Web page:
In just the last few months, Axl has died of AIDS, OD'd on junk, and committed plain old simple suicide.  The kids who keep track of each fresh version of his demise are desperate, determined to believe in his death.  No matter how badly last week's rumor failed, they know this week's death-and-destruction story must be true.  If not, next week's is a sure thing.

A generation of kids raised to shut up and succeed hear Guns N' Roses as a whole new way to just say no.  They're right.  Guns N' Roses are the great band of the '80s, maybe the only great band of the '80s.  It looks to be okay with them if rock'n'roll is cemetary-bound, just as long as they can crash the after-party.

Placing style far in front of substance — exactly where it belongs — Guns N'R Roses flaunt a flash that jets them bast their peers. They look cooler onstage than everybody else, Axl dances way better than all the rest of the hair-rockers, Slash has that stupid stoned sheepdog thing of his cranked up past cartoonishness the original album cover offends everybody who can work up an excuse to be pissed off over it, their tattoos are a step above everybody else's, they spill liquor and cigarette ashes, they reek of sex and drugs and unspeakable acts.  They're personal friends of Traci Lords.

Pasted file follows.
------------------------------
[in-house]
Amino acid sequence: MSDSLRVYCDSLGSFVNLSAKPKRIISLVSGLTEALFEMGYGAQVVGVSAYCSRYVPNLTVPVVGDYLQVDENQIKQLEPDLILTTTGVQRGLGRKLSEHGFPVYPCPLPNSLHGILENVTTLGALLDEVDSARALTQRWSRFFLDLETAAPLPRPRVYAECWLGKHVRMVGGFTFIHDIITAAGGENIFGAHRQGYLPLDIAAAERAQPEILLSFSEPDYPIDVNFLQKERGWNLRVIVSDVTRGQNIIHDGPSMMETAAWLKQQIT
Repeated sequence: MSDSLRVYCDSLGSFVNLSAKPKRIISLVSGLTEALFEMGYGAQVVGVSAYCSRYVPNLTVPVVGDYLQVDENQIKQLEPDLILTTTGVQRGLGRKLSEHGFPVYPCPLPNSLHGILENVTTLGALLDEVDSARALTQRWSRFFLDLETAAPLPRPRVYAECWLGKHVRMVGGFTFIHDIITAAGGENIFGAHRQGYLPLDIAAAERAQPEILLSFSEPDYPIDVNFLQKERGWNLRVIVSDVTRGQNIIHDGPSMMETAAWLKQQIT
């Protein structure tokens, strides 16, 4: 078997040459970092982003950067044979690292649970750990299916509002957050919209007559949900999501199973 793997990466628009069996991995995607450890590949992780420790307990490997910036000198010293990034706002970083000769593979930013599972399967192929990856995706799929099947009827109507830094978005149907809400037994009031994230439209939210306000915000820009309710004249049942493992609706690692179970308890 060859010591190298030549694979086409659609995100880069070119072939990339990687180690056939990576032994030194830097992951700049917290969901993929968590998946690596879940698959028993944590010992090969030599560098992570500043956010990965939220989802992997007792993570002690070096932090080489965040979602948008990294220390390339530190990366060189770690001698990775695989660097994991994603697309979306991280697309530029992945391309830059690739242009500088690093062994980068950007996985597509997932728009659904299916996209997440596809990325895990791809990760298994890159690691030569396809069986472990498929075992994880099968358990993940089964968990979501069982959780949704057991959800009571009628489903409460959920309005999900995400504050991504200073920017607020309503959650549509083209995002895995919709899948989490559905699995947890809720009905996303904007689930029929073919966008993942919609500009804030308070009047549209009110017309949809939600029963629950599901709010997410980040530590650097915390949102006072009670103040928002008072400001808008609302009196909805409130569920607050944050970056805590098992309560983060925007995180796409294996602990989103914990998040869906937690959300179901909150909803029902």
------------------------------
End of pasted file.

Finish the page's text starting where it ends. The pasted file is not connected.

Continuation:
It would be infinitely stupid if it didn't work.  By rights, nothing should be as dopey as one more set of hairspray rockers, gang-banging all the usual cliches.  It may even be infinitely stupid, but their huge audience can feel just how powerfully these guys believe the cliches, how intent they are to live their lives by them, how ravenous their appetite for destruction really is.  The other bands of their ilk never seem to transcend their creepy need to please, never manage to seem much m ore than leather-clad yup-rockers, obsessed with record deals and management and Making It.  Guns N' Roses seem obsessed with Fucking It, whatever it may be.